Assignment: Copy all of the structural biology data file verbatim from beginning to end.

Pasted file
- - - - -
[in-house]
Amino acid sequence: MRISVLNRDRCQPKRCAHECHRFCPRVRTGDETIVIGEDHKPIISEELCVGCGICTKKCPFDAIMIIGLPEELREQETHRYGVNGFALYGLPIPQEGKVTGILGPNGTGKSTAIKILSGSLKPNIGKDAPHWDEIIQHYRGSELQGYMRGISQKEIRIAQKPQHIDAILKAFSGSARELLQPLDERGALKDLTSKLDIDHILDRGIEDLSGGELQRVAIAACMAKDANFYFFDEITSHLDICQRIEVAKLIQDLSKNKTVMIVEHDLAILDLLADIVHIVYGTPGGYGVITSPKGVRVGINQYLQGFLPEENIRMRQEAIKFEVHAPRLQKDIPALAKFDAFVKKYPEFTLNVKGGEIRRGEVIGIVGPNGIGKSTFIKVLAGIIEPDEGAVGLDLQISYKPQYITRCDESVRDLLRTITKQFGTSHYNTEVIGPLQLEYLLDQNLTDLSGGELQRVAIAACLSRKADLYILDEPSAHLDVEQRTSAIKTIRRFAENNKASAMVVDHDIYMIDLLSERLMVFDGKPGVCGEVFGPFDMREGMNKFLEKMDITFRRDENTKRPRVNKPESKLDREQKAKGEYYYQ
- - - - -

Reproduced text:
[in-house]
Amino acid sequence: MRISVLNRDRCQPKRCAHECHRFCPRVRTGDETIVIGEDHKPIISEELCVGCGICTKKCPFDAIMIIGLPEELREQETHRYGVNGFALYGLPIPQEGKVTGILGPNGTGKSTAIKILSGSLKPNIGKDAPHWDEIIQHYRGSELQGYMRGISQKEIRIAQKPQHIDAILKAFSGSARELLQPLDERGALKDLTSKLDIDHILDRGIEDLSGGELQRVAIAACMAKDANFYFFDEITSHLDICQRIEVAKLIQDLSKNKTVMIVEHDLAILDLLADIVHIVYGTPGGYGVITSPKGVRVGINQYLQGFLPEENIRMRQEAIKFEVHAPRLQKDIPALAKFDAFVKKYPEFTLNVKGGEIRRGEVIGIVGPNGIGKSTFIKVLAGIIEPDEGAVGLDLQISYKPQYITRCDESVRDLLRTITKQFGTSHYNTEVIGPLQLEYLLDQNLTDLSGGELQRVAIAACLSRKADLYILDEPSAHLDVEQRTSAIKTIRRFAENNKASAMVVDHDIYMIDLLSERLMVFDGKPGVCGEVFGPFDMREGMNKFLEKMDITFRRDENTKRPRVNKPESKLDREQKAKGEYYYQ